New exhibition tells ancient Antioch’s discovery
'Antioch on the Orontes, Early Explorations in the City of Mosaics' tells the story of how archaeologists unearthed findings from the most brilliant period in the history of Antioch.A new exhibition, “Antioch on the Orontes, Early Explorations in the City of Mosaics,” is presenting photographs from the first archaeological excavation seasons in Antakya, which was Antioch in antiquity.
Curated by Murat Akar, “Antioch on the Orontes, Early Explorations in the City of Mosaics” tells the story of how archaeologists unearthed findings from the most brilliant period in the history of Antioch, one of the most important political and cultural centers of the Hellenistic Orient and one of the great metropolises of the Roman Empire.
The show is being hosted by Koç University’s Research Center for Anatolian Civilizations (RCAC).
The exhibition presents photographs from the first archaeological excavations carried out by Princeton University in Antioch between 1932 and 1939. The eight excavation seasons constitute the most comprehensive archaeological work in the region at the time, and the photographs on display document the discovery of the world-famous mosaics now in the Hatay Archaeological Museum and of other artifacts from Ancient Antioch. The photographs narrate the process of uncovering the finds that have shed light on the history of this important ancient city.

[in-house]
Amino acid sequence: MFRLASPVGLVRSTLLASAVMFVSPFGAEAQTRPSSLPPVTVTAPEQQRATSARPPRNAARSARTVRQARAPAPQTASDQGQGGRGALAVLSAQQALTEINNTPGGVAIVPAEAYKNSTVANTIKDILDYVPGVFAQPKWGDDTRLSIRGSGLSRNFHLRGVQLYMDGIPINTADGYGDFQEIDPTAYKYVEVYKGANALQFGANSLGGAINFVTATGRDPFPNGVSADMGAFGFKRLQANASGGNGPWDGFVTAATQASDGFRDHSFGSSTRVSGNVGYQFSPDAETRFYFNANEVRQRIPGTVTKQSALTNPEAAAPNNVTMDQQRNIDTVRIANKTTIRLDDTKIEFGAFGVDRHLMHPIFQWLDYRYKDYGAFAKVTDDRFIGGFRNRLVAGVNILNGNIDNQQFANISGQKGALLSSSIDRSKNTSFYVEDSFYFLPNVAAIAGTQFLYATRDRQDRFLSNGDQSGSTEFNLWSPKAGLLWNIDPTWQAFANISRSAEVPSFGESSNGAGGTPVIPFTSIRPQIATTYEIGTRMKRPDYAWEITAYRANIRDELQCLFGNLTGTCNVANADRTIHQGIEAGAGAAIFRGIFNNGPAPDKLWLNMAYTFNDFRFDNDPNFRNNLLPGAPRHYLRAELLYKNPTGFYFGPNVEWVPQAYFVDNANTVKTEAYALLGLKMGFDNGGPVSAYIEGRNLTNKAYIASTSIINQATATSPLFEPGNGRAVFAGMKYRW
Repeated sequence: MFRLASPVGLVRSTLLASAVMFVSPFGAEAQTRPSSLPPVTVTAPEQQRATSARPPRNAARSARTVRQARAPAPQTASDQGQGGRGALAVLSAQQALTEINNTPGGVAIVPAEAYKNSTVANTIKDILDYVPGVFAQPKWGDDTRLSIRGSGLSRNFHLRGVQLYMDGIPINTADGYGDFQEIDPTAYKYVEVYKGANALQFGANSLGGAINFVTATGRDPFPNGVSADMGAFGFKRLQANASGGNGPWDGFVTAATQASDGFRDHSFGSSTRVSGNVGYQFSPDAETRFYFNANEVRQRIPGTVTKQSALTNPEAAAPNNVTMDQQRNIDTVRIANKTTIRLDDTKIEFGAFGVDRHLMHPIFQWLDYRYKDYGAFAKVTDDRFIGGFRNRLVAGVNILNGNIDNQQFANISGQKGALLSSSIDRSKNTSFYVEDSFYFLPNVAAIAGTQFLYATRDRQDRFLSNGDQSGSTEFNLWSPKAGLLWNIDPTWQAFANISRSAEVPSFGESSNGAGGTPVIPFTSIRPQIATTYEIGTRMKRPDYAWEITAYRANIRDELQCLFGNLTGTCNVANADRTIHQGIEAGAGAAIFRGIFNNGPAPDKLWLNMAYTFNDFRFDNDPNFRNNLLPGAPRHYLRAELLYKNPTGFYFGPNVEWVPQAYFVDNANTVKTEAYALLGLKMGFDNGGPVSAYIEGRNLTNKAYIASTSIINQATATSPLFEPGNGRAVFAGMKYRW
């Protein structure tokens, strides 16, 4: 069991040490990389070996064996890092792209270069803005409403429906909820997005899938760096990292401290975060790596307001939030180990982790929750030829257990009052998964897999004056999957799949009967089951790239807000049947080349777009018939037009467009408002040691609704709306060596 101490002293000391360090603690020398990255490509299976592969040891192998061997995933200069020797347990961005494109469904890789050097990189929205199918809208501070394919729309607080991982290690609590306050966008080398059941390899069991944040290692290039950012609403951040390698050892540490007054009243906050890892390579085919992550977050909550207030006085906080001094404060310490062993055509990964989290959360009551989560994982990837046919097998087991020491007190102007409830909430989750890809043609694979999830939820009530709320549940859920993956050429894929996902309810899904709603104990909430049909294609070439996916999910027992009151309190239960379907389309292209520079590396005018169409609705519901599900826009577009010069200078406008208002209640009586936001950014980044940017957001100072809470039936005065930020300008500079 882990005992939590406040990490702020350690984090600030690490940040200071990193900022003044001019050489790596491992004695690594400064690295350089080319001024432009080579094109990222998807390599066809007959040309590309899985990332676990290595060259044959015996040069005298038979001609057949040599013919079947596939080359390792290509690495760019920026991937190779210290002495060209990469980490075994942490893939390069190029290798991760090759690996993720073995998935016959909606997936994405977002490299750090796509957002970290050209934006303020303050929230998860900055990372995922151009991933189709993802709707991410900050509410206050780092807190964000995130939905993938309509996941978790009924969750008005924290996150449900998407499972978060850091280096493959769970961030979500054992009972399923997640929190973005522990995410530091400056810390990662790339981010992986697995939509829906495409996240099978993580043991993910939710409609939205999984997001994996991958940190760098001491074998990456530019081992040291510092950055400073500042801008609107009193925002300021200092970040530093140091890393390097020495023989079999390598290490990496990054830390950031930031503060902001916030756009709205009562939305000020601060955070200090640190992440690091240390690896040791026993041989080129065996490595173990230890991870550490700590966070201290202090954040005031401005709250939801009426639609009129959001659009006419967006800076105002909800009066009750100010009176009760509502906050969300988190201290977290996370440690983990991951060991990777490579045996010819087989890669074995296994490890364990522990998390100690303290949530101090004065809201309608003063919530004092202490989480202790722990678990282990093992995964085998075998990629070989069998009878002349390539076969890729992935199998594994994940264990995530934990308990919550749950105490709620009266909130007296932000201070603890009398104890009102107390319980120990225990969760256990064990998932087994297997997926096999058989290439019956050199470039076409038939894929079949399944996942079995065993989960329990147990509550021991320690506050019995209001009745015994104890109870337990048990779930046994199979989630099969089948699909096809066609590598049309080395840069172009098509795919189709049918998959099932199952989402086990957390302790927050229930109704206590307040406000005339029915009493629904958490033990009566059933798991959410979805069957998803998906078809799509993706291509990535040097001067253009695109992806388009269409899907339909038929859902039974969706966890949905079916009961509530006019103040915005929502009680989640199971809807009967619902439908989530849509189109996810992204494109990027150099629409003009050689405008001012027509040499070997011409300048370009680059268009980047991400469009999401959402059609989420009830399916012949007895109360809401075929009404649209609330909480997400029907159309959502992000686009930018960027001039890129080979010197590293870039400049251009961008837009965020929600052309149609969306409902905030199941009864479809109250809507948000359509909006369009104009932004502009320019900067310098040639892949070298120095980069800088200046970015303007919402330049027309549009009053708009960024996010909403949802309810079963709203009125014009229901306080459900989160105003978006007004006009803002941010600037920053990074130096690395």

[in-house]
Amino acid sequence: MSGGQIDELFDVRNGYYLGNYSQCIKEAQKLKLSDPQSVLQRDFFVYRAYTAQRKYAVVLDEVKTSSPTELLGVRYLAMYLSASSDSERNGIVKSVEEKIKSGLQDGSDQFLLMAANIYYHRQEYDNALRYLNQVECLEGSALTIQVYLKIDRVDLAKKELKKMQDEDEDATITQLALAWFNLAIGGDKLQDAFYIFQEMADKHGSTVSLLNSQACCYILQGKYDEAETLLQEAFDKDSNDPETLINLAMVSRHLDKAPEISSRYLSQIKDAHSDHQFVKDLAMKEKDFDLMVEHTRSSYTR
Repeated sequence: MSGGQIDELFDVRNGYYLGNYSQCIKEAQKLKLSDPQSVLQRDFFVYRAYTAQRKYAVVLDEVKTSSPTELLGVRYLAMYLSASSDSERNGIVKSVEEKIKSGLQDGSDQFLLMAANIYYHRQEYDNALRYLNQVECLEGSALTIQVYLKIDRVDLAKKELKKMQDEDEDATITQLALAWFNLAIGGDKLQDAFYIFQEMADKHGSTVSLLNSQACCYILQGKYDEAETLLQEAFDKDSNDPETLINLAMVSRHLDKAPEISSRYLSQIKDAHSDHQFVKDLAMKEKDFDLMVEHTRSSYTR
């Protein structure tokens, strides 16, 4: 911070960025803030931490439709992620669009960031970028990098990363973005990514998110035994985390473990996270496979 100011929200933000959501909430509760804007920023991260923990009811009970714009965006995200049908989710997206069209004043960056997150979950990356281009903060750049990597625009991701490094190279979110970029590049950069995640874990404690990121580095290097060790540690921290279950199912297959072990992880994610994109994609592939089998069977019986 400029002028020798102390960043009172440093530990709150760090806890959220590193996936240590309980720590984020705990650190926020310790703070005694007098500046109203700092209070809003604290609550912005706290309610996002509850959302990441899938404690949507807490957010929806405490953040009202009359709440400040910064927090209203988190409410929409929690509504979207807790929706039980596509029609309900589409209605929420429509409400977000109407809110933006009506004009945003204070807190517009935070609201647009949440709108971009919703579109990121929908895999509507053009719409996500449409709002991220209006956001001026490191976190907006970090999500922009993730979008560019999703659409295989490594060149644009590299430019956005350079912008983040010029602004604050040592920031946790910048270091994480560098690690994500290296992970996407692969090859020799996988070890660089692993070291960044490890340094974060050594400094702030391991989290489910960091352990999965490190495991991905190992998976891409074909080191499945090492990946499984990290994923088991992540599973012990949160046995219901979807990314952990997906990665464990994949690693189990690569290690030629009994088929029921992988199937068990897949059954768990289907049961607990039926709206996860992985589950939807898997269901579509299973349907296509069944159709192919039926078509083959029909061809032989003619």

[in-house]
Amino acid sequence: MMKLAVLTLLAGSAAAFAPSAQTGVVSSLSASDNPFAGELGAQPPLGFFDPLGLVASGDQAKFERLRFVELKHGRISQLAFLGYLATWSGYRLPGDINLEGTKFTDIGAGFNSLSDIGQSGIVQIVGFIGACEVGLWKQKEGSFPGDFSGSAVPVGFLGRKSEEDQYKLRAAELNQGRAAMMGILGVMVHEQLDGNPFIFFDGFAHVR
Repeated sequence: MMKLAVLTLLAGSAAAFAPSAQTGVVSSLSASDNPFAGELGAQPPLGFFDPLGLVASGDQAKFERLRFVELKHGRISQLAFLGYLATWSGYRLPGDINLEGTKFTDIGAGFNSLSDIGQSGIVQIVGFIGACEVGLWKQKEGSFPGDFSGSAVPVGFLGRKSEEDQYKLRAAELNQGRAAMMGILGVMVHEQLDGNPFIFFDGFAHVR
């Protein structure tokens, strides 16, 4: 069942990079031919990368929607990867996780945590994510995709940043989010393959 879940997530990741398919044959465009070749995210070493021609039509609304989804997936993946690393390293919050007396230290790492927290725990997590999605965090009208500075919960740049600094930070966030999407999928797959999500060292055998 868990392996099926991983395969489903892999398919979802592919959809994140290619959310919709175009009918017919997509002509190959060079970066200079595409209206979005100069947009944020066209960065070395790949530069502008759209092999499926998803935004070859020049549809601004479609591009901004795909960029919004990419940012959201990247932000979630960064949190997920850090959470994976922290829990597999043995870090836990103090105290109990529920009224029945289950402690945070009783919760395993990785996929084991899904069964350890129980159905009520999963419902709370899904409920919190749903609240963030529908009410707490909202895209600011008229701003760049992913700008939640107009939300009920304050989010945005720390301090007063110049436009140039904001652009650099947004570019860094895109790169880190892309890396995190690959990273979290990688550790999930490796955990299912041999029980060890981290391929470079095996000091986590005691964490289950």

Moreover, the exhibition provides clues about the excavation methods and archiving techniques of the 1930s.
Curated to reflect the excavation diaries, the exhibition presents a selection from the Antioch Archives of Princeton University’s Department of Art and Archaeology; it also includes a video prepared by Princeton University’s Excavation Committee. The images document not only the archaeological excavations, but also daily life, local dress, as well as the urban and rural landscapes of 1930s Antioch.
A catalog, including a brief history of Antioch, a history of the excavations, as well as a selection of the excavation photographs is also accompanying the exhibition. The exhibition can be seen until April 20 in the gallery of the Research Center for Anatolian Civilizations in Istanbul.